International Relations emerged as a distinct academic discipline in the early twentieth century, but its philosophic foundations draw on centuries of thinking about human nature, power and authority, justice and injustice, and their implications for relations within and between political communities. In this fully revised and updated third edition of her popular text, Stephanie Lawson retains a broad historical and contextual approach in introducing readers to the central themes and theoretical perspectives in IR while also addressing key issues and challenges in the contemporary period. These include the emergence of states and empires, theories ranging from classical realism and liberalism to postcolonial and ‘green’ theory, twentieth-century international history, security and insecurity, global governance and world order, international political economy, globalization, the future of the sovereign state and the prospects for a ‘post-international’ world. Written in an accessible narrative style, this book is an ideal primer for students at undergraduate level and beyond, including those undertaking postgraduate study in IR with little or no previous academic training in the field.
Postcolonial Literary Studies in the Twenty-First Century
Author: Bashir Abu-Manneh
Publisher: Cambridge University Press
Category: Literary Criticism
By the time of his death in 2003, Edward Said was one of the most famous literary critics of the twentieth century. Said's work has been hugely influential far beyond academia. As a prominent advocate for the Palestinian cause and noted cultural critic, Said redefined the role of the public intellectual. This volume explores the problems and opportunities afforded by Said's work: its productive and generative capacities as well as its in-built limitations. After Said captures the essence of Said's intellectual and political contribution and his extensive impact on postcolonial studies. It examines his legacy by critically elaborating his core concepts and arguments. Among the issues it tackles are humanism, Orientalism, culture and imperialism, exile and the contrapuntal, realism and postcolonial modernism, world literature, Islamophobia, and capitalism and the political economy of empire. It is an excellent resource for students, graduates and instructors studying postcolonial literary theory and the works of Said.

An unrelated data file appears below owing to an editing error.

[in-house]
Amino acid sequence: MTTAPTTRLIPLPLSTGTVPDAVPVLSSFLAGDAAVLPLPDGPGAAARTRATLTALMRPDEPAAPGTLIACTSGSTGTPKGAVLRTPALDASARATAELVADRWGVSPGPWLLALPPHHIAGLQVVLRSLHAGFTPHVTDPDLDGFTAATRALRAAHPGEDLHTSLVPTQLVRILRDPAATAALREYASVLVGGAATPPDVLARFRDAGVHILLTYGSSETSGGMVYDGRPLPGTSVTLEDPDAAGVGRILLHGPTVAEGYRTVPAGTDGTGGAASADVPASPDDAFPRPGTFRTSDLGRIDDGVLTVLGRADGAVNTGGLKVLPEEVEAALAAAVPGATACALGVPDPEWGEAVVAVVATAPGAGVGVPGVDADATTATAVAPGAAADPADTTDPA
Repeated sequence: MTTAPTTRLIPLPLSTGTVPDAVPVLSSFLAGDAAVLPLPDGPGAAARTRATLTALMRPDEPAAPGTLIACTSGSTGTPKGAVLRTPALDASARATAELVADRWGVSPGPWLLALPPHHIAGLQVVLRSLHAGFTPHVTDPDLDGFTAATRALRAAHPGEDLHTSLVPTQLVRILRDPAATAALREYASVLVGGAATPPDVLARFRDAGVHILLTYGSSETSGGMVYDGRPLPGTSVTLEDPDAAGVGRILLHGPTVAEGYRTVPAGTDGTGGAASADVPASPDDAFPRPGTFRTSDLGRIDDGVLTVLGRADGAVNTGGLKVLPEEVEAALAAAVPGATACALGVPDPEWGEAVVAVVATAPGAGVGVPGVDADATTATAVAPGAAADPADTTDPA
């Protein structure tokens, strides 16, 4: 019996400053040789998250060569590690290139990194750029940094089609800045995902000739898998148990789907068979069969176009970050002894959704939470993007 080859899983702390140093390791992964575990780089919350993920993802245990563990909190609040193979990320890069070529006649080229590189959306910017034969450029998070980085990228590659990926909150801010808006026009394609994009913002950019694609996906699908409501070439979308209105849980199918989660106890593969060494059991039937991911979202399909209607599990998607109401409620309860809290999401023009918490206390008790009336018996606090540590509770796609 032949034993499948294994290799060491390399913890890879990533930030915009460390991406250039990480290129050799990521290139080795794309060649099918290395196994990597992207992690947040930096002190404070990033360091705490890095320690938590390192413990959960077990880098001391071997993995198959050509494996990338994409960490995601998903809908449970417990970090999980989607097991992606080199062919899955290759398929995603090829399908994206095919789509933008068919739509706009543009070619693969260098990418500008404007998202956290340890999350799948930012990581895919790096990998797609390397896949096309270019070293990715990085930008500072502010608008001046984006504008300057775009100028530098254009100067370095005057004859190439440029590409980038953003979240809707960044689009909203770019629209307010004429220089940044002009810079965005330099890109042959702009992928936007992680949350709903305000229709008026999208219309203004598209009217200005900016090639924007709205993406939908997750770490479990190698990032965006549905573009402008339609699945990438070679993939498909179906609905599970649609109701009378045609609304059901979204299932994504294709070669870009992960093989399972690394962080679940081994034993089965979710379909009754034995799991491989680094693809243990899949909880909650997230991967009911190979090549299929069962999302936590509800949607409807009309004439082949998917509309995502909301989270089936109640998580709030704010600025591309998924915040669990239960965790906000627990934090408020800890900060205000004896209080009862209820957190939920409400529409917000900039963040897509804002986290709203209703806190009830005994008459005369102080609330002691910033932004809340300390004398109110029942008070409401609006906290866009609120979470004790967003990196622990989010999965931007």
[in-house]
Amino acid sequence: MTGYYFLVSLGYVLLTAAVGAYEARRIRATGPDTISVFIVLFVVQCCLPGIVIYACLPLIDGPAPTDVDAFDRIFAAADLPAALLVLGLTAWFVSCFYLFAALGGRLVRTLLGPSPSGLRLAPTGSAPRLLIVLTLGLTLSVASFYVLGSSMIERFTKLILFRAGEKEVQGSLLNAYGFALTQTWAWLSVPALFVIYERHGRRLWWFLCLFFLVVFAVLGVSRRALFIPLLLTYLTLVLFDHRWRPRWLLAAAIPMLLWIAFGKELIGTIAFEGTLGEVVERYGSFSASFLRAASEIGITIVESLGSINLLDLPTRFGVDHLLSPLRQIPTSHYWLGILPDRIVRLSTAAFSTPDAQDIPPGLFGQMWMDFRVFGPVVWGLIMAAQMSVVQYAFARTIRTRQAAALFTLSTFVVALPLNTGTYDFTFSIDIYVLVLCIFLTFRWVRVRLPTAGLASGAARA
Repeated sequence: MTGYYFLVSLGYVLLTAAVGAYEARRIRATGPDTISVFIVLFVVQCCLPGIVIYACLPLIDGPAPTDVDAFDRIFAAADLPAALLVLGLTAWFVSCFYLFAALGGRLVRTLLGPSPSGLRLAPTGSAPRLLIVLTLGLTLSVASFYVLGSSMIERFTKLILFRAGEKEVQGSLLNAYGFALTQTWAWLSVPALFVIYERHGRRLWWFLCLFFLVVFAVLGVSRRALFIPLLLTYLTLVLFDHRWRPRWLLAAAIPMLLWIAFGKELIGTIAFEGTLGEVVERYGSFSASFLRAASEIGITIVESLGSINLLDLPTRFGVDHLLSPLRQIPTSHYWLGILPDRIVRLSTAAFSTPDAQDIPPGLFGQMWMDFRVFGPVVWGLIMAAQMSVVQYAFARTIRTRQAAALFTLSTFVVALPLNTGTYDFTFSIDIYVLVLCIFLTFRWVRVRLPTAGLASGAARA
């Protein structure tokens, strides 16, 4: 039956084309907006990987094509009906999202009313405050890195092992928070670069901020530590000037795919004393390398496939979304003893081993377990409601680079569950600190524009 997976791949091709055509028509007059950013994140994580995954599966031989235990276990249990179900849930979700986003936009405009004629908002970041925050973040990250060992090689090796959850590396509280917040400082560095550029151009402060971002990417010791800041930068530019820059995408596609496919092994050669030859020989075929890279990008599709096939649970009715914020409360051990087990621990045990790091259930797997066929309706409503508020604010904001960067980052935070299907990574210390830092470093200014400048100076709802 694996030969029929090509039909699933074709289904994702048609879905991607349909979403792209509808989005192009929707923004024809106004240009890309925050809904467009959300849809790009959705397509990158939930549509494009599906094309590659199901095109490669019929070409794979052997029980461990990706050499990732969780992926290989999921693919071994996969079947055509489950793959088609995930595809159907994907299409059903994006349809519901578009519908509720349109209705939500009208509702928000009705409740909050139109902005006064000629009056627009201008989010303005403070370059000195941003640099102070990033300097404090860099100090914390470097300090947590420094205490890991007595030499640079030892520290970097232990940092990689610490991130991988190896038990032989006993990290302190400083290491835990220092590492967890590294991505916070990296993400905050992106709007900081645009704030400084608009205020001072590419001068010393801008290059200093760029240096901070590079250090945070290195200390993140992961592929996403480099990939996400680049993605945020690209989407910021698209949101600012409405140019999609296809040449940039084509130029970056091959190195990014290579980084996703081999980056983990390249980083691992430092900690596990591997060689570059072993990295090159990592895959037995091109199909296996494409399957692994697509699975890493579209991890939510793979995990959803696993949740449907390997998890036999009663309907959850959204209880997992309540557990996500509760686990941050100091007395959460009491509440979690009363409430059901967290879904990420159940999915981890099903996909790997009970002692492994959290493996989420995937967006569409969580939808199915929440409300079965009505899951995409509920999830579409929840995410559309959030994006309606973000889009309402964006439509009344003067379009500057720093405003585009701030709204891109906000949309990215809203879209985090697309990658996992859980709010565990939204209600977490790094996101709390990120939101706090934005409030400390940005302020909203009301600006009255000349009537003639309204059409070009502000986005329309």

Indian Fiction and the Reimagining of Menippean Satire
Author: Amy L. Friedman
Publisher: Lexington Books
Category: Literary Criticism
Postcolonial Satire: Indian Fiction and the Reimagining of Menippean Satire positions postcolonial South Asian satiric fiction in both the cutting-edge territory of political resistance writing and the ancient tradition of Menippean satire. Postcolonial Satire aims to disrupt the relationship between postcolonial literature and magic realism, by discussing the work of writers such as G. V. Desani, Aubrey Menen, Salman Rushdie, and Irwin Allan Sealy as one movement into the entirely subversive realm of satire. Indian fiction, and the fiction of other colonized cultures, can be re-construed through the lens of satire as openly critical of a broad spectrum of political and cultural issues. Employing the strengths of postcolonial theory and criticism, Postcolonial Satire expands upon the postcolonial works of these authors by analyzing them as satire, rather than magical realism with satirical elements.